Bolt-On Horsepower, 1967 Style

SEMA News—December 2016


By Drew Hardin

Photo: Eric Rickman, Petersen Publishing Co. Archive

Bolt-On Horsepower, 1967 Style

SEMA Heritage“No machine work, no sending out parts to be balanced, no tricks; just pry open some boxes and start bolting equipment on, in an effort to obtain a quicker and faster car.”

John Thawley, writing in the September 1967 issue of Hot Rod magazine, perfectly described that ever-elusive Holy Grail of car mods: bolt-on horsepower. Ford lent the magazine a brand-new (1,300-mile) ’67 Mustang with a two-barrel-carbed 289, a C4 automatic transmission and 3.50 gears. Thawley used the chassis dyno at Ak Miller’s Garage to measure the V8’s output and a number of Southern California dragstrips to put his mods to the test.

After some baseline pulls on the stock engine (104 hp at 3,300 rpm), fresh sparkplugs and a tune-up brought the power to 110. In that tune, the Mustang went 16.75 seconds at 80.57 hp on Irwindale’s quarter-mile.

Thawley next swapped the two-barrel carb for a stock Autolite carb and a Ford four-barrel intake, bringing horsepower to 114 and knocking two-tenths off the car’s e.t.

A high-rise intake manifold from Shelby American fitted with a Holley 715-cfm carb brought power up to 118 and the e.t. down to 15.82, but Thawley found that the engine would bog and sometimes die if he matted the gas pedal at launch without breathing help from a better cam and headers. So he switched to a 600-cfm Holley and found the car’s drivability much improved, even if the dyno and strip timers didn’t concur (115 hp, 15.91 e.t.).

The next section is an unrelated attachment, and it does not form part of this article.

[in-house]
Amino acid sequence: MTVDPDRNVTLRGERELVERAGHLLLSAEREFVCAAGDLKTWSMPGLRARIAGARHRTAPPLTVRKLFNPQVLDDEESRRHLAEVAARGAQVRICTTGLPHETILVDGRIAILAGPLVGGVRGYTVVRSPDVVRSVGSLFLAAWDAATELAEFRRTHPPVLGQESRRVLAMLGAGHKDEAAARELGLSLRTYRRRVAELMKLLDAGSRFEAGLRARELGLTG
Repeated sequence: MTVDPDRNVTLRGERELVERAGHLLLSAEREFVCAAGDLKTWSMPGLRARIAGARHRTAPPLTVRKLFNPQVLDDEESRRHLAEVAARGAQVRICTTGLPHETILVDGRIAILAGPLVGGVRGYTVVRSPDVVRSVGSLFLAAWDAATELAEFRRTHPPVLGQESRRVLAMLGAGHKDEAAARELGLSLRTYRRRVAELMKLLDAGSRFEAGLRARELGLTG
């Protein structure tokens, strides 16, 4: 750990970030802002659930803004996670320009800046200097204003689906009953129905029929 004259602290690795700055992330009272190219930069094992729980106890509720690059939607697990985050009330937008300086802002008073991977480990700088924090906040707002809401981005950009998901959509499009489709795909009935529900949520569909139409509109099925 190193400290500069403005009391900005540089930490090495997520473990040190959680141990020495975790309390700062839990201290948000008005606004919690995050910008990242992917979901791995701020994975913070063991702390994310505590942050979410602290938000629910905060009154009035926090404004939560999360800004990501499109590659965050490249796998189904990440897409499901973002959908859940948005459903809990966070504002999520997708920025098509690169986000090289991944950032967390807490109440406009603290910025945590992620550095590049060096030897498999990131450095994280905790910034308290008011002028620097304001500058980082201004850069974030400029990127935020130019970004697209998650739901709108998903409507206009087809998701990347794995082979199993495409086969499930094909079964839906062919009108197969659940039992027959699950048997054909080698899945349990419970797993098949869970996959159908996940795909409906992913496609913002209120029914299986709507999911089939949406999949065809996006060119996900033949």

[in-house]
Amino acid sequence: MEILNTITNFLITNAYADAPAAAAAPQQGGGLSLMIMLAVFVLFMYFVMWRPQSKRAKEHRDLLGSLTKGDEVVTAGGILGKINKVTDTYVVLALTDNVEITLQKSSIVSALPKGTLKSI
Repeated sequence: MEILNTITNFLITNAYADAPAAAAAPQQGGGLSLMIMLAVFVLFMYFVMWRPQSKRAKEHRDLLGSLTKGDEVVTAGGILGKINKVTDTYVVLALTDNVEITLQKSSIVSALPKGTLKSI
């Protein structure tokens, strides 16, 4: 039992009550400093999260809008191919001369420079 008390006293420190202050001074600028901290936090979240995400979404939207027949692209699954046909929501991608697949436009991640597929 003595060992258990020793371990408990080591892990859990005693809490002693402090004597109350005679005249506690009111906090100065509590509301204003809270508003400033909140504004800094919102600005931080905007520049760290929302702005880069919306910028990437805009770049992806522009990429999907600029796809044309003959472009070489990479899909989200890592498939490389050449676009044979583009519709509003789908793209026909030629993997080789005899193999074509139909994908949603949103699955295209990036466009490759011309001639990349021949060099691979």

Thawley expected big changes when he replaced the stock exhaust with Shelby headers and Thrush mufflers. But when that didn’t happen, Miller and his crew discovered that the “California-sold car” had exhaust-port restrictions (thanks to the state’s mandated emissions equipment) that would negate any improvement from the headers.

When Jerry Kugel swapped the 3.50 gears for a set of 4.50s, “we would have sworn he had swapped cars on us,” Thawley wrote. “The shifts came quick and hard, gas mileage fell to 10 miles to the gallon from the previous 20 mpg, and at freeway speeds, the tach was showing 4,000 rpm.”

On the strip, the change made an impressive improvement: 15.10 at 91.46 mph. The new gearing also caused the engine to rev higher, which bent one of the stock valves. With the heads off to make the repair, a Shelby cam, lifters and springs were installed.

The cam provided .466-in. lift (compared to the stock .368 intake, .381 exhaust), 262 degrees of duration and was designed to operate at 6,000 rpm. Even with the transmission starting to fail (“a completely stock C4 doesn’t cotton to being abused every weekend”), the car still dipped into the 14s—14.76 at 93.86—and output jumped to 160 hp at 5,200 rpm. That’s a full two seconds shaved off the quarter-mile e.t. and a 50hp gain.

Thawley wasn’t done yet. On the drawing board were a solid-lifter cam, new pistons and talk of adding one of Shelby’s superchargers. The sick transmission would need to be sorted out before it could make use of all those changes, but “with a little transmission work and a little fine-tuning, a ‘Shelbyized’ Mustang ought to do all right in the local plowing contests.”

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